Working on the latest generation of the Porsche 911 must feel a bit like polishing a famous diamond. Get it right and fans of the car will rave how you managed to make an automobile gem sparkle even brighter, but make one wrong cut and you’ll be chased out of town for ruining an icon. Luckily, Porsche has been quite good at keeping its crown jewel gleaming over the years, and the latest model comes with carefully refreshed lines, more power and some clever new tech. Nine-Eleven fans and owners everywhere are probably already reaching for their checkbooks.
Even though Porsche is keen to point out that the exterior design of the 911 Type 992 is completely new, it still looks a lot like its predecessor. You have to inspect its delicately redesigned appearance quite closely to see where the digital pen went to work. The wheelhouses are now wider, as is the whole front by 45mm, and electrical pop-out door handles mean the eye doesn’t get stuck anymore when wandering along the car’s silky-smooth side profile. A distinct recess in the front lid is meant to remind onlookers of the early 911s from days gone by, while the rear now features a wider variable-position spoiler and an even narrower light bar. The entire outer skin—save for the front and rear sections— is now also made from aluminum, and you can’t help but stare at the striking visual simplicity and the flowing curves that make this car such a design icon. No experiments, no nonsense. Just a nip here and a tuck there to make the 911 ready for 2019 and beyond.
To make sure the popular sports car still goes as fast as it looks, the Germans have also spent some time tinkering with the engine. Get yourself a Carrera 911S or 4S and the 3.0-liter turbocharged flat-six now places 450hp at the tips of your toes—an increase of 30hp over the previous version. When combined with the newly developed eight-speed PDK, this is enough oomph to go from zero to 100km/h in 3.7 seconds in the rear-wheel-drive version, and 3.6 seconds in the all-wheel-drive coupe, making both cars 0.4 second faster than the previous model. Spend some more cash to add the Sport Chrono Package and you can deduct a further 0.2 second from those times. The top speed is advertised as 308km/h for the S and 306km/h for the 4S. Fuel consumption figures still stand at nobody-gives-a-fuck and continue to be ignored by Porsche aficionados everywhere.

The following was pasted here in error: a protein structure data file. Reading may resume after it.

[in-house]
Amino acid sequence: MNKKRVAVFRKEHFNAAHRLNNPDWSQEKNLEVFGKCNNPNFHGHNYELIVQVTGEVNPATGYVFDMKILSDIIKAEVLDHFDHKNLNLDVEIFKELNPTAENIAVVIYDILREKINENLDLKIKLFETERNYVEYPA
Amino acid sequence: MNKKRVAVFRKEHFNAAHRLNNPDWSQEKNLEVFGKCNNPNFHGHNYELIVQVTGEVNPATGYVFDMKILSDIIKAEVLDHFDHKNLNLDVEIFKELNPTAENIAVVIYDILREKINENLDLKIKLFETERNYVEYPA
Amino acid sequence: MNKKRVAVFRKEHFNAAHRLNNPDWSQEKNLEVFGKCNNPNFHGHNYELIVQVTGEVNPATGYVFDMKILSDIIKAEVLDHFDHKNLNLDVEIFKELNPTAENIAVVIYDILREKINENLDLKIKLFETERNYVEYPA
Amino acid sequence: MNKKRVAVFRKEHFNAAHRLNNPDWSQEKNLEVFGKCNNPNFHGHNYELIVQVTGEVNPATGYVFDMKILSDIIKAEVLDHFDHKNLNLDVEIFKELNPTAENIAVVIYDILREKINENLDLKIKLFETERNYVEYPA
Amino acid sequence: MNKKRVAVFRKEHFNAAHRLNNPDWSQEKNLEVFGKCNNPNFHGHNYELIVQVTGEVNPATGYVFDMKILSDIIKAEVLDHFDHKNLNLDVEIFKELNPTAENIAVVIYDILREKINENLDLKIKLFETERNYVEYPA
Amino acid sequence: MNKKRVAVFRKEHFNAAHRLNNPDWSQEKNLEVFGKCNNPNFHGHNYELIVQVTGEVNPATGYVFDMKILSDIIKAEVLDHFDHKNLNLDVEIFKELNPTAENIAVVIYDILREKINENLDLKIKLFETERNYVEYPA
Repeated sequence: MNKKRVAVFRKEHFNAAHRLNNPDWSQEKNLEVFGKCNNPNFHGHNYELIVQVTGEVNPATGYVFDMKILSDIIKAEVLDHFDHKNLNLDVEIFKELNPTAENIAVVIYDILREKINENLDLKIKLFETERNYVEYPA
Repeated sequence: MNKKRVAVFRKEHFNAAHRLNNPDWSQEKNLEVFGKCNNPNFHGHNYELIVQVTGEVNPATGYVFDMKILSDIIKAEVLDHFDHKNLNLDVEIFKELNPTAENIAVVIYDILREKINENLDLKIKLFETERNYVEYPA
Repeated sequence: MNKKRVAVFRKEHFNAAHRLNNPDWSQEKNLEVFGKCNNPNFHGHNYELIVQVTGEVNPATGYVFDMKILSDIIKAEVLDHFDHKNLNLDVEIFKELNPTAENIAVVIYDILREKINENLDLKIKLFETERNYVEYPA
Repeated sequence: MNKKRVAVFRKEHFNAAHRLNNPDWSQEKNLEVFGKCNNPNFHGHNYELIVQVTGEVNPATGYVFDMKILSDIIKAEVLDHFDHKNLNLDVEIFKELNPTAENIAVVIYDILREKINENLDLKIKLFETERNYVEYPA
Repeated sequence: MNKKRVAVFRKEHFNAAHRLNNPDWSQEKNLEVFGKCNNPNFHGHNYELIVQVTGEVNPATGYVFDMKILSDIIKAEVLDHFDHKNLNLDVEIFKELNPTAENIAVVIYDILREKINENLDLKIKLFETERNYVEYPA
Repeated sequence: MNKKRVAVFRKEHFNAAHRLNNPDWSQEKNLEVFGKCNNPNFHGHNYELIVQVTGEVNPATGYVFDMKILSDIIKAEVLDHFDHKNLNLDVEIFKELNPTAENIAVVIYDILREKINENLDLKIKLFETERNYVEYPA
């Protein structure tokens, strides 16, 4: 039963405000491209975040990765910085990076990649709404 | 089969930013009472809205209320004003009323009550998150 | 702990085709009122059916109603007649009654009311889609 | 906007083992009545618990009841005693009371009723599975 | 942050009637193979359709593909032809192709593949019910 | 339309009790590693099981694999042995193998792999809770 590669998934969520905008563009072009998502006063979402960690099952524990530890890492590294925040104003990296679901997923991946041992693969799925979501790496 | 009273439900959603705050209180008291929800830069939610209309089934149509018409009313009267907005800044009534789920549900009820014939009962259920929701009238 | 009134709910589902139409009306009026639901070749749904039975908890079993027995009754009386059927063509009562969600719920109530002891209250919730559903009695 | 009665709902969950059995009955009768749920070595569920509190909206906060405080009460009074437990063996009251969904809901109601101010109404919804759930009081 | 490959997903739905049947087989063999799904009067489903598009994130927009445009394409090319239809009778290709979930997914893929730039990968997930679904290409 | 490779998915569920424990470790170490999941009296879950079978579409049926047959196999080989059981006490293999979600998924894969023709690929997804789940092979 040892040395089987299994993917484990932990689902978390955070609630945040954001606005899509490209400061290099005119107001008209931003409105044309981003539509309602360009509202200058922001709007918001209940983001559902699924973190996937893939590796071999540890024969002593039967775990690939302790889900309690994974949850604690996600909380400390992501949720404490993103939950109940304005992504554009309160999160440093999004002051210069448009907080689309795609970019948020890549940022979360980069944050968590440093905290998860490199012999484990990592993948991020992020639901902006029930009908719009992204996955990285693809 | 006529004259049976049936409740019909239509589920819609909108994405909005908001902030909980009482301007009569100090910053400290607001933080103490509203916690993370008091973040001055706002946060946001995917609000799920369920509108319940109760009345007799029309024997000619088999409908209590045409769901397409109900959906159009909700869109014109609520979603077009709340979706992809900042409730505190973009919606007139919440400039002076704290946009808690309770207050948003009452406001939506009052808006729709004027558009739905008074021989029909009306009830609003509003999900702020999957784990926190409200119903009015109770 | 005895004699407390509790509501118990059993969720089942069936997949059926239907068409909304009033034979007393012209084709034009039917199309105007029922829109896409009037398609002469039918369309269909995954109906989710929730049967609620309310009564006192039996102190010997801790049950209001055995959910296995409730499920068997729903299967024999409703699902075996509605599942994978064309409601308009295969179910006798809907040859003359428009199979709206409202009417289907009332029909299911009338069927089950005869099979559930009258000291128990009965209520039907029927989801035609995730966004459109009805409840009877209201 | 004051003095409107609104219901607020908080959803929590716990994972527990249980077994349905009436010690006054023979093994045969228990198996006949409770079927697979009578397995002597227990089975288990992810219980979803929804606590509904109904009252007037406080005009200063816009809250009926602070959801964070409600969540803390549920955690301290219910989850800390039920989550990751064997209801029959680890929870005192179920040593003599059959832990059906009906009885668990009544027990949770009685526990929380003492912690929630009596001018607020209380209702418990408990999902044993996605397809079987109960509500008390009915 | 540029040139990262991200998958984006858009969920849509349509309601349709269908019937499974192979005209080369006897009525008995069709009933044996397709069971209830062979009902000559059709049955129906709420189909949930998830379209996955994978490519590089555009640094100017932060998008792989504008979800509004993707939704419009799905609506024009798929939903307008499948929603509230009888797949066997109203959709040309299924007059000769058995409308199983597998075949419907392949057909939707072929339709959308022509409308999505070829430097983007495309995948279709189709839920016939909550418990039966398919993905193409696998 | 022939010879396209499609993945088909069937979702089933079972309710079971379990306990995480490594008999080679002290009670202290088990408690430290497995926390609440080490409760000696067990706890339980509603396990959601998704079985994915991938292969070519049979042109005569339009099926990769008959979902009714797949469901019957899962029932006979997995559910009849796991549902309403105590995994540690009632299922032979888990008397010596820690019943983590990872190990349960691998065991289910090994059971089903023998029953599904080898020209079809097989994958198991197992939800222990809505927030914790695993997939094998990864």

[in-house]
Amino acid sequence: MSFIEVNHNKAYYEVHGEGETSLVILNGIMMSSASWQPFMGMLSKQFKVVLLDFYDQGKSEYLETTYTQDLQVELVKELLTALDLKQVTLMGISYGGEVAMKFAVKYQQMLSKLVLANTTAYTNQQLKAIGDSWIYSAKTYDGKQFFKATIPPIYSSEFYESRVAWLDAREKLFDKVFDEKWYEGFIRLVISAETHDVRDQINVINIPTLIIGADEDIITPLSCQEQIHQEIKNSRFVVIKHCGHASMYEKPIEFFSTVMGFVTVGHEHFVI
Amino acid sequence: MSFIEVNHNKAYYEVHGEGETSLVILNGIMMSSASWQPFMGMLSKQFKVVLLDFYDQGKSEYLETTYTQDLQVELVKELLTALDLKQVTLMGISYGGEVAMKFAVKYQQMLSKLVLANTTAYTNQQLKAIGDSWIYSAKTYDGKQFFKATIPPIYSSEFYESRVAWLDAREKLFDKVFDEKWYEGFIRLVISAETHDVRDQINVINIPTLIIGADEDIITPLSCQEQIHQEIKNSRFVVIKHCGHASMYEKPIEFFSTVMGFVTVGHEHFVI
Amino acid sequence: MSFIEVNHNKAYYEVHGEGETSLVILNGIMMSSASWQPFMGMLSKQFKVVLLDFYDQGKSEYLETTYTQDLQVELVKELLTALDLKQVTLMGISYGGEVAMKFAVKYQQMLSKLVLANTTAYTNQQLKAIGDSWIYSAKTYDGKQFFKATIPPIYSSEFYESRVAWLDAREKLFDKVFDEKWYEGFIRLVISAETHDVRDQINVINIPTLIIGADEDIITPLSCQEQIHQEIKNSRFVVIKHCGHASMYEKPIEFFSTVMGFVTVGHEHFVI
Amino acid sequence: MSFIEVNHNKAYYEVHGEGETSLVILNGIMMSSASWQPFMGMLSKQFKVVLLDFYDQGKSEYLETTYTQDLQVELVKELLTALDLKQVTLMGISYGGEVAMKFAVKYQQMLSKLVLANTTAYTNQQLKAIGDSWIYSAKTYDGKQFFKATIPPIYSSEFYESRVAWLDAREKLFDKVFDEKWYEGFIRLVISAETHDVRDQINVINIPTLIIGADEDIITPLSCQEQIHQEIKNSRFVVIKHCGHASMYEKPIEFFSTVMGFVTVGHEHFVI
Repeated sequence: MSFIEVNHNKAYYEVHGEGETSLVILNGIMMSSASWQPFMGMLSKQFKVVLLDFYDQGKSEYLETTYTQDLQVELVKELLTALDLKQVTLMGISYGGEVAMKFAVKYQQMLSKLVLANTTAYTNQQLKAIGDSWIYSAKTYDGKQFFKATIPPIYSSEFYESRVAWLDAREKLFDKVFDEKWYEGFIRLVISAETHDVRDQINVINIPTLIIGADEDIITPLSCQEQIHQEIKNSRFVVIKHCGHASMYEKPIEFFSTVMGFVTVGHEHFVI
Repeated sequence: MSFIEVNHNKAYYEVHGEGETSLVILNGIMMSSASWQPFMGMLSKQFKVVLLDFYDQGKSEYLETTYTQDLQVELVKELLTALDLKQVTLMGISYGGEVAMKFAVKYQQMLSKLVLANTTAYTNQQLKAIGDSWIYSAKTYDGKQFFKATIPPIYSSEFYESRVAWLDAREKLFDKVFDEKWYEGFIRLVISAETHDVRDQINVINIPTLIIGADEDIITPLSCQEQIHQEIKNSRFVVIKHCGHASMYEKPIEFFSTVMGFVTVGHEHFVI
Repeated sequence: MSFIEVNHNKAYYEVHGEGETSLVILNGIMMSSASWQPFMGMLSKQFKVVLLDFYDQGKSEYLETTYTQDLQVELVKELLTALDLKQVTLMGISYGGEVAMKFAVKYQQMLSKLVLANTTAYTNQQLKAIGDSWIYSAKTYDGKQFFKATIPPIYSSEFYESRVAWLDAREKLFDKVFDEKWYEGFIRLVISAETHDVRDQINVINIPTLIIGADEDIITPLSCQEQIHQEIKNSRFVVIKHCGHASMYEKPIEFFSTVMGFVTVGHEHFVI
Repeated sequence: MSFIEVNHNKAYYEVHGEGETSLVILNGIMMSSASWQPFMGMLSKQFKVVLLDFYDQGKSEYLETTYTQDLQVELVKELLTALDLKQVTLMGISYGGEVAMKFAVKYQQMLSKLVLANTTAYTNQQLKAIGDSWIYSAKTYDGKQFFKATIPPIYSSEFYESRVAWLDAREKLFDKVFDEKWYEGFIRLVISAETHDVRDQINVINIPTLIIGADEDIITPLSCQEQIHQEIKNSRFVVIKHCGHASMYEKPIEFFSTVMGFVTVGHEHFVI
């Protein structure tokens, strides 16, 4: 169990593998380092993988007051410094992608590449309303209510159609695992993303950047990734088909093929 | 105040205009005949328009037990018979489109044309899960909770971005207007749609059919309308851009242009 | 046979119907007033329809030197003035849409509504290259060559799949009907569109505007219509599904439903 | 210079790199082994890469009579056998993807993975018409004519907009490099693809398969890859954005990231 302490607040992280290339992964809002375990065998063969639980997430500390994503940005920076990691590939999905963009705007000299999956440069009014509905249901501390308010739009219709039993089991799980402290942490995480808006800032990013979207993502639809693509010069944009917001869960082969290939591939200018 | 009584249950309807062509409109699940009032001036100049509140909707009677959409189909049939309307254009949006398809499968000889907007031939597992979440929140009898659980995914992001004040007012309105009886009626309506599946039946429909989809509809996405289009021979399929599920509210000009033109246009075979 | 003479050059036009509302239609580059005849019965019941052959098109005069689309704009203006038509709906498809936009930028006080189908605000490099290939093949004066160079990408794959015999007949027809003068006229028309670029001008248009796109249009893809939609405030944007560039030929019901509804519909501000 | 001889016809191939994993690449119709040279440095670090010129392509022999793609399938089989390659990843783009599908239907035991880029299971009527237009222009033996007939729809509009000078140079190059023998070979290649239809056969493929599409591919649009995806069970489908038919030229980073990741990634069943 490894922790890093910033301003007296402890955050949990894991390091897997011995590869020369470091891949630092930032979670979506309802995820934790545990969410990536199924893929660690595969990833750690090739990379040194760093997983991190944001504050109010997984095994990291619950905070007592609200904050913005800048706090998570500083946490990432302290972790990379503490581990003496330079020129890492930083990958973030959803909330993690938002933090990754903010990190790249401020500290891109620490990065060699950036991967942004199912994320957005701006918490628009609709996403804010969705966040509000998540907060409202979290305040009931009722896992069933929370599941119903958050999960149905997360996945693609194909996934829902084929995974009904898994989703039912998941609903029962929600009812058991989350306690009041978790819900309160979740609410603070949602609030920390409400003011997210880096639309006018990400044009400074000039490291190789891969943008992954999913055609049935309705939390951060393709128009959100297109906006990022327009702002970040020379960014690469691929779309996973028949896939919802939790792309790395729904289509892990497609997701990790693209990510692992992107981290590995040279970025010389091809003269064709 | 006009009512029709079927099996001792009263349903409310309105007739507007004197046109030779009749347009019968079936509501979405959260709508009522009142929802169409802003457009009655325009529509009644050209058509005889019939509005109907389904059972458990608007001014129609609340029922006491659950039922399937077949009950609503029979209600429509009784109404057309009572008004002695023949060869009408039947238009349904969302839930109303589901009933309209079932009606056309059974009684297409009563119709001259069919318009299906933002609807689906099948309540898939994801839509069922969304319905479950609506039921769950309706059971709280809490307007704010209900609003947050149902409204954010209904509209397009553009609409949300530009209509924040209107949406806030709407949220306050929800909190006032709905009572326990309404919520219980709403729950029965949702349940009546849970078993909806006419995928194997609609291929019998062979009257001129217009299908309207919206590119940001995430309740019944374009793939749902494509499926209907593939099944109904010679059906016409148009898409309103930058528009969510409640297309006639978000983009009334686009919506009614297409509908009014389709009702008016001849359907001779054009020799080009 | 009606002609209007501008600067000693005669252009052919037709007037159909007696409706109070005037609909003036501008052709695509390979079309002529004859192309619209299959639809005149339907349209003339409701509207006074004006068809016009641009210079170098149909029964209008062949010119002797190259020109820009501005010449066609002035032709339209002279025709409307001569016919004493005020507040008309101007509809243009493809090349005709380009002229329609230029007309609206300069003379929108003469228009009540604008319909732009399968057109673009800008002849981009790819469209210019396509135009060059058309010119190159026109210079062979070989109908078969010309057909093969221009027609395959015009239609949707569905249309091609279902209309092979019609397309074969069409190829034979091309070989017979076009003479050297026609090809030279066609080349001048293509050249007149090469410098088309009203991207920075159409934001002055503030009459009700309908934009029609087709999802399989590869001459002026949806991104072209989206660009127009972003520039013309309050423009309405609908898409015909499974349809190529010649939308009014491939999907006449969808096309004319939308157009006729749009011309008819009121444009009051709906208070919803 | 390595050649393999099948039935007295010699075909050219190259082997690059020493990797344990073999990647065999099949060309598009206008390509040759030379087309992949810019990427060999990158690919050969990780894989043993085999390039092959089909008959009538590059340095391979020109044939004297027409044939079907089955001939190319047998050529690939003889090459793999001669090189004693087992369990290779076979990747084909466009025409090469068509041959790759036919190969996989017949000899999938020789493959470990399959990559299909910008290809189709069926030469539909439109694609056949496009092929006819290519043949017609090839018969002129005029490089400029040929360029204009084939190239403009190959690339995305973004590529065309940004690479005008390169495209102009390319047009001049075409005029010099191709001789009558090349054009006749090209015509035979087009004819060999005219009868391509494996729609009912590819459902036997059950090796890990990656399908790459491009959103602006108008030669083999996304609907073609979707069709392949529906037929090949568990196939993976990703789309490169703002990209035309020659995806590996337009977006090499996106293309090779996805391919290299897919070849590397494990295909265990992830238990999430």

Inside, Porsche has taken inspiration from 1970s models and fitted a new interior that keeps classic elements such as the central rev counter, but adds modern aspects like a bigger 10.9-inch touchscreen for the Porsche Communication Management. A small number of traditional switches below the touchscreen have been added to cover some key functions, but the whole cockpit looks a lot cleaner and less cluttered than the outgoing version. Behind the pretty facade sit a number of digital functions designed to propel the 911 into the future, such as swarm-based navigation (think Waze-like technology) and a new Wet Mode (a function that checks if the road is wet, warns the driver if it is, and preconditions the various safety systems necessary for coping with the situation).
Other features that have been installed to keep the car dent-free include a brake assist system that not only detects if a collision with a moving object is imminent, but also automatically throws an anchor if needed; an adaptive cruise control with stop-and-go function; and even an optional night vision system with thermal imaging. Finally, three smartphone apps have been developed to let owners plan road trips, ask a personal “lifestyle assistant” for advice, and even allow environment-conscious drivers to calculate their impact on Mother Earth, enabling them to pay internationally certified climate-related projects to offset their carbon footprint.
In summary, the new 911 is a carefully evolved version of an automobile that can never dramatically change from what it really is. A rare example of a vehicle that has changed little in appearance but a lot in everything else over the many years of its existence. This 992 has had its designer suit altered slightly to fit in with the times, but it still doesn’t follow trends and instead chooses to stay true to its roots. The gentle nods to previous versions will no doubt delight purists. It’s business as usual in Stuttgart, with orders probably flooding in already. The diamond continues to sparkle, and we’re glad it does.